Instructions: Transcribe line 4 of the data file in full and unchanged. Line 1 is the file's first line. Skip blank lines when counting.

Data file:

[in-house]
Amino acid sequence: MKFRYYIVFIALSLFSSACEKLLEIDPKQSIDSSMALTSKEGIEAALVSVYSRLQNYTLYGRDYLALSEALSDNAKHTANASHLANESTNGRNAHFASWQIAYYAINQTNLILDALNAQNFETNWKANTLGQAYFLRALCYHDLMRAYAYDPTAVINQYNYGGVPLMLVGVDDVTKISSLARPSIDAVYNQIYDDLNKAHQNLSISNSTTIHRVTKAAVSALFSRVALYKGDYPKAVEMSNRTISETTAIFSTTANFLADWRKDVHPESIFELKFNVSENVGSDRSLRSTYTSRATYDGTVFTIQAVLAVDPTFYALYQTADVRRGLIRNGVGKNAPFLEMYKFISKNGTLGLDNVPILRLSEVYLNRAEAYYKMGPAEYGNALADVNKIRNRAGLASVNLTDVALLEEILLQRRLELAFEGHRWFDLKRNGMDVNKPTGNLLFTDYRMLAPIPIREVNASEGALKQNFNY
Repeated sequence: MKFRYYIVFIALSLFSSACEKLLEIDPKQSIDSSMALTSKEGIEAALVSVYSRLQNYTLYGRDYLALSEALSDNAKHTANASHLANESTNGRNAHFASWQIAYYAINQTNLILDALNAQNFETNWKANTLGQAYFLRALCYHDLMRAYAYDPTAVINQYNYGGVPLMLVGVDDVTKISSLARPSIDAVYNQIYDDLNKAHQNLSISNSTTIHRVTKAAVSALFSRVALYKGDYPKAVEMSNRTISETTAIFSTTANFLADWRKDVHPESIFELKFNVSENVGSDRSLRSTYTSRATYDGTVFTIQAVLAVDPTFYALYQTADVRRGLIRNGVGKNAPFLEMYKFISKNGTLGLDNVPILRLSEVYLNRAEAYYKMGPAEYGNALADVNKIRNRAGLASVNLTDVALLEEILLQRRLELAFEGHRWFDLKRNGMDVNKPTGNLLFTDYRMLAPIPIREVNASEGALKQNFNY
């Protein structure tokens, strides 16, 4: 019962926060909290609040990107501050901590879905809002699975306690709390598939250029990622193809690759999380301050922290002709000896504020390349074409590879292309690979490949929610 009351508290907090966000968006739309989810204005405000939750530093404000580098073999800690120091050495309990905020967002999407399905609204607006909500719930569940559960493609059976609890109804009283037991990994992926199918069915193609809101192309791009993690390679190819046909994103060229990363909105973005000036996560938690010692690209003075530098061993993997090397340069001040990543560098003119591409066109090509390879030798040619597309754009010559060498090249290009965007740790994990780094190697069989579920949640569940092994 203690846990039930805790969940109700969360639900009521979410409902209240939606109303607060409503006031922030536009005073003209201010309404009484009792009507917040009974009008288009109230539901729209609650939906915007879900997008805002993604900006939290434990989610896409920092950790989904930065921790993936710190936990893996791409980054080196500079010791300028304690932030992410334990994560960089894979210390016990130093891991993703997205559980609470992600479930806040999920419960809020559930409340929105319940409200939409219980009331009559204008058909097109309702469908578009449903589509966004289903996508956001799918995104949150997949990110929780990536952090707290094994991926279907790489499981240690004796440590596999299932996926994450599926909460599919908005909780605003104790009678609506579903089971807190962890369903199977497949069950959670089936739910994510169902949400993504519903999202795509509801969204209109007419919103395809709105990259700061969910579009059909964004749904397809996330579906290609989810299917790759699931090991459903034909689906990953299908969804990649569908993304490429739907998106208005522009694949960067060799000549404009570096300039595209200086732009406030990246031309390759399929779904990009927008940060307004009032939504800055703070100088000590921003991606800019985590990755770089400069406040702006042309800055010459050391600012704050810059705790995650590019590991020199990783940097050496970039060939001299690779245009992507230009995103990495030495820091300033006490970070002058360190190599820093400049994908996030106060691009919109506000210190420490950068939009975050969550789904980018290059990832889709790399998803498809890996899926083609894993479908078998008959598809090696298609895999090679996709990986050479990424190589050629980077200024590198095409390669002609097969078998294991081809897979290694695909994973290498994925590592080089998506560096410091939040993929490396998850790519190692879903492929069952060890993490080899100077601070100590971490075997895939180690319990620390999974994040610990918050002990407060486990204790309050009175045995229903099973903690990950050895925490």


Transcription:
């Protein structure tokens, strides 16, 4: 019962926060909290609040990107501050901590879905809002699975306690709390598939250029990622193809690759999380301050922290002709000896504020390349074409590879292309690979490949929610 009351508290907090966000968006739309989810204005405000939750530093404000580098073999800690120091050495309990905020967002999407399905609204607006909500719930569940559960493609059976609890109804009283037991990994992926199918069915193609809101192309791009993690390679190819046909994103060229990363909105973005000036996560938690010692690209003075530098061993993997090397340069001040990543560098003119591409066109090509390879030798040619597309754009010559060498090249290009965007740790994990780094190697069989579920949640569940092994 203690846990039930805790969940109700969360639900009521979410409902209240939606109303607060409503006031922030536009005073003209201010309404009484009792009507917040009974009008288009109230539901729209609650939906915007879900997008805002993604900006939290434990989610896409920092950790989904930065921790993936710190936990893996791409980054080196500079010791300028304690932030992410334990994560960089894979210390016990130093891991993703997205559980609470992600479930806040999920419960809020559930409340929105319940409200939409219980009331009559204008058909097109309702469908578009449903589509966004289903996508956001799918995104949150997949990110929780990536952090707290094994991926279907790489499981240690004796440590596999299932996926994450599926909460599919908005909780605003104790009678609506579903089971807190962890369903199977497949069950959670089936739910994510169902949400993504519903999202795509509801969204209109007419919103395809709105990259700061969910579009059909964004749904397809996330579906290609989810299917790759699931090991459903034909689906990953299908969804990649569908993304490429739907998106208005522009694949960067060799000549404009570096300039595209200086732009406030990246031309390759399929779904990009927008940060307004009032939504800055703070100088000590921003991606800019985590990755770089400069406040702006042309800055010459050391600012704050810059705790995650590019590991020199990783940097050496970039060939001299690779245009992507230009995103990495030495820091300033006490970070002058360190190599820093400049994908996030106060691009919109506000210190420490950068939009975050969550789904980018290059990832889709790399998803498809890996899926083609894993479908078998008959598809090696298609895999090679996709990986050479990424190589050629980077200024590198095409390669002609097969078998294991081809897979290694695909994973290498994925590592080089998506560096410091939040993929490396998850790519190692879903492929069952060890993490080899100077601070100590971490075997895939180690319990620390999974994040610990918050002990407060486990204790309050009175045995229903099973903690990950050895925490």